"Any judgment imposing the death penalty upon persons who were children at the time of the offense, and their execution, are incompatible with Saudi Arabia's international obligations," the U.N. group said in a statement
Tuesday, invoking the U.N. Convention on the Rights of the Child, to which Saudi Arabia is a party.
Ali al-Nimr was a 17-year-old high school student when he was arrested for taking part in Arab Spring-inspired protests in 2012 calling for social and political reforms in the country's restive and predominantly Shiite province of Qatif.
A court later convicted him of charges including belonging to a terror cell, attacking police with Molotov cocktails, incitement, and stoking sectarianism, according to the state media report.
His final appeal was rejected when the Appeals Court and High Court ratified his verdict last week, the report said.
Human rights groups, journalists and politicians have expressed outrage, and many have taken to social media to call attention to the case -- which coincides with the appointment of Faisal Trad
, Saudi Arabia's ambassador to the U.N. in Geneva, to a Consultative Group for the agency's Human Rights Council.
The appointment has sparked condemnation among activists and rights groups, including U.N. Watch
, a nongovernmental agency based in Geneva that monitors the United Nations.
"It is scandalous," said U.N. Watch
executive director Hillel Neuer. "Petro-dollars and politics have trumped human rights."
In response to the questions about the Saudi ambassador, Rolando Gomez, a spokesperson for the human rights council, told CNN: "Members of the Consultative Group are appointed by the regional groups, and not the Human Rights Council or any other U.N. body. These members serve in their personal capacity, not their national capacity, for a period of one year."
Pleas for clemency
Activists are imploring the Saudi monarch, King Salman bin Abdulaziz, to commute al-Nimr's sentence. This week Muslims mark the holiday Eid al-Adha, traditionally a time of clemency and mercy that often includes pardoning prisoners.
A source close to the al-Nimr family, who spoke to CNN on condition of anonymity for fear of arrest, said that although Ali participated in protests, he was innocent of the charges.
"Ali's young. He just went (to the demonstrations) with people from his school and chanted with the guys and took pictures," the source said.
The source also claimed Ali was not an activist -- and that his conviction and harsh sentence was "revenge against his uncle."
Like his nephew, Ali's uncle Sheikh Nimr al-Nimr has also been condemned to death. The charges include "breaking allegiance with the ruler," sedition and inciting sectarian strife.
Sheikh Nimr's arrest in 2012, during which he was shot, triggered days of clashes in the oil-rich eastern province of Qatif, where the Shiite majority population has long considered itself to be marginalized by the state and its Sunni ruling family.
"The (Saudi) government doesn't want anyone to ask for their rights or speak politics. Sheikh Nimr is different because he spoke while he was in the country, not like others who go abroad and speak from London or the U.S.," the source said.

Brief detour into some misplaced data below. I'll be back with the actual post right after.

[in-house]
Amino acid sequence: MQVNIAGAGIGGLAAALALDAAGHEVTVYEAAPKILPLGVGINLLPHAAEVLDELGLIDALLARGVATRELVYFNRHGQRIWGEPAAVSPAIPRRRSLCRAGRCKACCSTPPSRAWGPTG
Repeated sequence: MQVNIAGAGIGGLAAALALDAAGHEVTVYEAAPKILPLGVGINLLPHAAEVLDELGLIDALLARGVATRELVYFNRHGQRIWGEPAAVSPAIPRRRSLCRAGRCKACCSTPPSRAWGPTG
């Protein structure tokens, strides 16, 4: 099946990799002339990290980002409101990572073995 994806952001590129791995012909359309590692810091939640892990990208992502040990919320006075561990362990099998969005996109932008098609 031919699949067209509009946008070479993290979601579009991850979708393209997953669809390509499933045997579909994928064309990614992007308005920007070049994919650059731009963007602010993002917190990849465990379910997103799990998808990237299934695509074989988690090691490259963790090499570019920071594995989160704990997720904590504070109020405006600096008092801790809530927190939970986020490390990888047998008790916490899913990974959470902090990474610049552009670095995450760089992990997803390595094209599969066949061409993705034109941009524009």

CNN has reached out to Saudi officials for comment on Ali al-Nimr's case but there has been no response. Previous attempts by CNN to contact officials for comment on the case of al-Nimr's uncle also went unanswered.
Appeal "unheard" by accused
There's much secrecy surrounding the case, according to the London-based legal charity Reprieve, who said the court that denied al-Nimr's final appeal heard the case without the young man or his lawyer present.
"We as a defense team have not been able to visit Ali al-Nimr at the detention center to prepare the defense," al-Nimr's attorney Sadeeq al-Jabran tweeted Tuesday.
It's often the case in Saudi Arabia that a prisoner and his or her family are not notified when an execution will be carried out, according to rights groups. So al-Nimr could be killed any day and then "crucified," a literal translation from Sharia law meaning the body would be publicly displayed for three days.
A warning to the public
"Death followed by crucifixion is the punishment in the Islamic penal code for a specific charge of attacking and targeting civilians and causing them deliberate injury or death with the intention of terrorizing them," explains Saad Hamid, an expert in international law and Islamic jurisprudence.
"The aim of showing such mutilation is a form of extreme deterrence so no one would even think of doing the same thing in the future."
Although it's very rare, Saudi Arabia has previously displayed the bodies of executed prisoners on crosses and encouraged the public to view the grotesque scene.
In November 2013, five Yemenis were convicted of armed robbery and murder in the remote province of Jizan and sentenced to crucifixion. The Yemenis' beheaded bodies were shown in public.
Amnesty: Saudi Arabia one of the worst offenders
Rights groups such as Amnesty International allege that Saudi Arabia is one of the world's worst offenders when it comes to judicial killings.
A report published by the group in August
claims that at least 102 people were executed in Saudi Arabia in the first half of 2015 -- a rate of one every two days, and a larger number than during the entire year before. The government has not commented on the report.
Al-Nimr's parents are expected to visit him on Friday on the occasion of the Eid al-Adha holiday. It will be the first time they have seen him since his appeal was denied.
"Ali has always been an optimistic and outgoing person," the source close to the family said, adding that the young man loves photography, movies, cars and motorcycles.
"I feel helpless. I don't know. This is life in Saudi Arabia."
His parents are trying to act strong, the source said, but they are very worried.
Al-Nimr's mother, the source said, is "always praying."